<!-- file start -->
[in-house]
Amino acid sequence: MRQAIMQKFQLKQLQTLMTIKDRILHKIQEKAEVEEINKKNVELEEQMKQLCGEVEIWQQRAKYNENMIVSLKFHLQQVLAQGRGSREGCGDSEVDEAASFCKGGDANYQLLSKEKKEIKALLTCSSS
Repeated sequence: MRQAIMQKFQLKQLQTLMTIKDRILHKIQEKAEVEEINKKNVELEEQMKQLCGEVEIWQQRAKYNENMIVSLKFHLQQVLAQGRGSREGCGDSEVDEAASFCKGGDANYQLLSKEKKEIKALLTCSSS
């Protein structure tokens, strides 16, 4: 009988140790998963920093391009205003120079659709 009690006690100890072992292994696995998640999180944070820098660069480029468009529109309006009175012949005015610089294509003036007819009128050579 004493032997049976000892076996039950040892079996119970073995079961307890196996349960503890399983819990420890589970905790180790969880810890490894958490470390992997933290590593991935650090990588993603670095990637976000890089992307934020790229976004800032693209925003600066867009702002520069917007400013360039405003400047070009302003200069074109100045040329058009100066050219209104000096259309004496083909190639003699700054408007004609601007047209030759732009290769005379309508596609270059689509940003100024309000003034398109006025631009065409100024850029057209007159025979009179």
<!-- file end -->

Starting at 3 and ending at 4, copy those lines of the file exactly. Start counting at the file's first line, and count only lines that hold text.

Repeated sequence: MRQAIMQKFQLKQLQTLMTIKDRILHKIQEKAEVEEINKKNVELEEQMKQLCGEVEIWQQRAKYNENMIVSLKFHLQQVLAQGRGSREGCGDSEVDEAASFCKGGDANYQLLSKEKKEIKALLTCSSS
């Protein structure tokens, strides 16, 4: 009988140790998963920093391009205003120079659709 009690006690100890072992292994696995998640999180944070820098660069480029468009529109309006009175012949005015610089294509003036007819009128050579 004493032997049976000892076996039950040892079996119970073995079961307890196996349960503890399983819990420890589970905790180790969880810890490894958490470390992997933290590593991935650090990588993603670095990637976000890089992307934020790229976004800032693209925003600066867009702002520069917007400013360039405003400047070009302003200069074109100045040329058009100066050219209104000096259309004496083909190639003699700054408007004609601007047209030759732009290769005379309508596609270059689509940003100024309000003034398109006025631009065409100024850029057209007159025979009179």